2016 was the year of the right wing populism in Western politics. Trump, Farage, Le Pen and others in their molds saw huge surges in support, if not outright – and often stunning – wins. Voters, tired of starched and sanitised political professionals were attracted to straight-talking anti-establishment figures and for a while, it seemed that the right had a monopoly on charisma.
But the elections so far in 2017 have shown that this is changing. Right wing parties that were credible electoral forces just a year ago now seem dead in the water. In the recent UK election UKIP slipped from winning 13% of the national vote share in 2015 to returning just under 2%, losing their only seat in the House. Perhaps more bruisingly, a local election two months earlier had robbed them of all but one of their councillors.
This is not just a UK phenomenon. Elsewhere, right wing movements are failing to continue the gains that their performances last year would suggest. Marine Le Pen reached the final round of France’s Presidential contest but in the subsequent legislative election her vote share nearly halved from 21% to 13%. Similarly, the True Finns have this week been thrown out of Finland’s governing coalition after a damaging split led over half their MPs to desert them in favour of forming a more moderate grouping.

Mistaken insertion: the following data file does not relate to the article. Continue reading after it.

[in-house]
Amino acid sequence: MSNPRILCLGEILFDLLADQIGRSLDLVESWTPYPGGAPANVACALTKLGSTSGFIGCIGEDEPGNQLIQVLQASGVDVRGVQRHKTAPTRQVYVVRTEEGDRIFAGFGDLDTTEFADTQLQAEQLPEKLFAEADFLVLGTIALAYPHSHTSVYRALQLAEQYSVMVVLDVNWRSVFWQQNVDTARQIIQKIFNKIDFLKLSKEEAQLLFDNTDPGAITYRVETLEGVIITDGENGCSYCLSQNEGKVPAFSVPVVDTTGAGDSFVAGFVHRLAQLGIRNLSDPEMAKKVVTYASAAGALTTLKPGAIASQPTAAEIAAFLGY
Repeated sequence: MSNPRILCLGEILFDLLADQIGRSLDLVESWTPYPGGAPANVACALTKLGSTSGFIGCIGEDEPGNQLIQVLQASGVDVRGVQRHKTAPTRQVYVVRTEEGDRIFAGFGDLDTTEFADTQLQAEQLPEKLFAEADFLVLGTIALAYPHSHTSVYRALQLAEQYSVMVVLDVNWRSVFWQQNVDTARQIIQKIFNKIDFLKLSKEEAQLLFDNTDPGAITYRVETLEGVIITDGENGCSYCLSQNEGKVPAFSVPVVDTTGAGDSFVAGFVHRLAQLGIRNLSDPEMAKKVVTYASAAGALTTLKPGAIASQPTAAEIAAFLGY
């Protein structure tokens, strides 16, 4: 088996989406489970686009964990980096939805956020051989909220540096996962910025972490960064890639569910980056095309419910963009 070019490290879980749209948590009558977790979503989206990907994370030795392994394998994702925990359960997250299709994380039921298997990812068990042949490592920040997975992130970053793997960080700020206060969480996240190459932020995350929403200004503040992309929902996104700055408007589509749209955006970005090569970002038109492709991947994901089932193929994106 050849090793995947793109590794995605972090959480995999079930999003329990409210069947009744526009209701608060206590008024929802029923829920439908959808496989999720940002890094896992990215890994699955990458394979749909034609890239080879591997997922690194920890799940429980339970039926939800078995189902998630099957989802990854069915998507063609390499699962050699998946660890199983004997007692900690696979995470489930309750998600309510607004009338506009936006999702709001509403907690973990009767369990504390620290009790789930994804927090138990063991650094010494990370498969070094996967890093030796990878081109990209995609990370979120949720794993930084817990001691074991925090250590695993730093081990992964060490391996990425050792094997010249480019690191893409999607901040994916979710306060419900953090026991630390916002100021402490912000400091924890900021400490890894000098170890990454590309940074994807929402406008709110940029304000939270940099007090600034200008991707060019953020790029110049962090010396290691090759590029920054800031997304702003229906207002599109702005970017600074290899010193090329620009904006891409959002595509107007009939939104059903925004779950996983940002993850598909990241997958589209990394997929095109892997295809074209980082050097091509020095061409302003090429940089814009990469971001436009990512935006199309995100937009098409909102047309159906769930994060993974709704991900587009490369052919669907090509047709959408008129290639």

When a single issue party disappears, it can sometimes be taken as a sign of success. The popular policies that had been central to their appeal have been adopted by the mainstream. In the UK, UKIP has struggled to find a purpose now that Brexit is a reality.
With the Conservatives and Labour both committed to leaving the EU, its brand of blazer and cravat politics has failed to appeal to voters. The same can be said of Geert Wilders’ Freedom Party, which saw its political oxygen drawn away as Mark Rutte, now Dutch Prime Minister, broadened his political stance to include anti-immigration policies.
In the case of broader right wing movements however, we have seen moderate or left wing forces more effectively able to harness populist sentiments and mount a credible challenge. Theresa May was not denied her majority because the Conservative vote share fell. On the contrary the Tories saw their highest vote share since 1983. But Jeremy Corbyn, seen as the political outsider, amassed thousands of votes that normally go to protest parties or simply do not get cast.
In France, En Marche, the political movement founded by Emmanuel Macron, has swept to victory on the back of Obama-style political rallies and the youthful charisma of the new president. Similarly, in Austria, the fears of a far-right political takeover by the Freedom Party have been mollified by the rise of Sebastian Kurz, the 30 year old centre-right Foreign Minister.
For now, these are early observations of a trend that may emerge more clearly by the end of the year. It’s also important to note that no-one is forecasting the permanent end of right wing zealotry. However, in the era of social media politics, populism is here to stay as a tool for both the left and the right. As with any powerful weapon, we should be reassured when the arms race is at its most balanced.
Measurement and evaluation